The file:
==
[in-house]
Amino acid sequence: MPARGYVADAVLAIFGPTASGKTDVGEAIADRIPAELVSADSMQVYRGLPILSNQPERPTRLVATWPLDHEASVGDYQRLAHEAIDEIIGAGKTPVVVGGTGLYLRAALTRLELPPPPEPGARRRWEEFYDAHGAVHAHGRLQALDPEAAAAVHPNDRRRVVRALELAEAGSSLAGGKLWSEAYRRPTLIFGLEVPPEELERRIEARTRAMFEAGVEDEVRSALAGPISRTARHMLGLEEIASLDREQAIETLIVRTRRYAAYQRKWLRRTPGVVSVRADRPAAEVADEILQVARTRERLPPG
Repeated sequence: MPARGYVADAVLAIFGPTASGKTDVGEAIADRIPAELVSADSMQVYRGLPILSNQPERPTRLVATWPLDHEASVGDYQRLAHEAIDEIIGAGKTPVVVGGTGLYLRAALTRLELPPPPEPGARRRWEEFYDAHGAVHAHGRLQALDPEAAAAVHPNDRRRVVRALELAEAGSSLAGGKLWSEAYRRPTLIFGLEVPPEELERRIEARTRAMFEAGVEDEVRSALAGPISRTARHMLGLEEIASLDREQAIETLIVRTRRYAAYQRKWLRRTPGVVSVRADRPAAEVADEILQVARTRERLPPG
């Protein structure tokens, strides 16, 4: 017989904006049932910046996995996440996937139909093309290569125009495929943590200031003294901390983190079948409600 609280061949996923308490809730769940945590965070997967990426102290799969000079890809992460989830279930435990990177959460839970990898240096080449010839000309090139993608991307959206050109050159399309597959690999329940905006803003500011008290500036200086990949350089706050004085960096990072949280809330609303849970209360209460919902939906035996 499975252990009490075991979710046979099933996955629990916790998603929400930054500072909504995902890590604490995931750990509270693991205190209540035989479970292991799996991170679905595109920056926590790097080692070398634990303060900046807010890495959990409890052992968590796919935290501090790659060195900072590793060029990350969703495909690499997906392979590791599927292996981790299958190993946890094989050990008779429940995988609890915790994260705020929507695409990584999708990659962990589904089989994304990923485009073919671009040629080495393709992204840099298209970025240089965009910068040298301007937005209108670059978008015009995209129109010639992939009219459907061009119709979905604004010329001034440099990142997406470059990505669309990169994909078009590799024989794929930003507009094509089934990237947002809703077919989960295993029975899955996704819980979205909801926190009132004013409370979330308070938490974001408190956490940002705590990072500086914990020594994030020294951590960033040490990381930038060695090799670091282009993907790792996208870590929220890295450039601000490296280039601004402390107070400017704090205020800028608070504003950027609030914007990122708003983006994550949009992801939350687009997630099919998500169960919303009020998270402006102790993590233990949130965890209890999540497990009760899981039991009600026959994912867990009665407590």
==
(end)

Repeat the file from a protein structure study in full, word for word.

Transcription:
[in-house]
Amino acid sequence: MPARGYVADAVLAIFGPTASGKTDVGEAIADRIPAELVSADSMQVYRGLPILSNQPERPTRLVATWPLDHEASVGDYQRLAHEAIDEIIGAGKTPVVVGGTGLYLRAALTRLELPPPPEPGARRRWEEFYDAHGAVHAHGRLQALDPEAAAAVHPNDRRRVVRALELAEAGSSLAGGKLWSEAYRRPTLIFGLEVPPEELERRIEARTRAMFEAGVEDEVRSALAGPISRTARHMLGLEEIASLDREQAIETLIVRTRRYAAYQRKWLRRTPGVVSVRADRPAAEVADEILQVARTRERLPPG
Repeated sequence: MPARGYVADAVLAIFGPTASGKTDVGEAIADRIPAELVSADSMQVYRGLPILSNQPERPTRLVATWPLDHEASVGDYQRLAHEAIDEIIGAGKTPVVVGGTGLYLRAALTRLELPPPPEPGARRRWEEFYDAHGAVHAHGRLQALDPEAAAAVHPNDRRRVVRALELAEAGSSLAGGKLWSEAYRRPTLIFGLEVPPEELERRIEARTRAMFEAGVEDEVRSALAGPISRTARHMLGLEEIASLDREQAIETLIVRTRRYAAYQRKWLRRTPGVVSVRADRPAAEVADEILQVARTRERLPPG
């Protein structure tokens, strides 16, 4: 017989904006049932910046996995996440996937139909093309290569125009495929943590200031003294901390983190079948409600 609280061949996923308490809730769940945590965070997967990426102290799969000079890809992460989830279930435990990177959460839970990898240096080449010839000309090139993608991307959206050109050159399309597959690999329940905006803003500011008290500036200086990949350089706050004085960096990072949280809330609303849970209360209460919902939906035996 499975252990009490075991979710046979099933996955629990916790998603929400930054500072909504995902890590604490995931750990509270693991205190209540035989479970292991799996991170679905595109920056926590790097080692070398634990303060900046807010890495959990409890052992968590796919935290501090790659060195900072590793060029990350969703495909690499997906392979590791599927292996981790299958190993946890094989050990008779429940995988609890915790994260705020929507695409990584999708990659962990589904089989994304990923485009073919671009040629080495393709992204840099298209970025240089965009910068040298301007937005209108670059978008015009995209129109010639992939009219459907061009119709979905604004010329001034440099990142997406470059990505669309990169994909078009590799024989794929930003507009094509089934990237947002809703077919989960295993029975899955996704819980979205909801926190009132004013409370979330308070938490974001408190956490940002705590990072500086914990020594994030020294951590960033040490990381930038060695090799670091282009993907790792996208870590929220890295450039601000490296280039601004402390107070400017704090205020800028608070504003950027609030914007990122708003983006994550949009992801939350687009997630099919998500169960919303009020998270402006102790993590233990949130965890209890999540497990009760899981039991009600026959994912867990009665407590």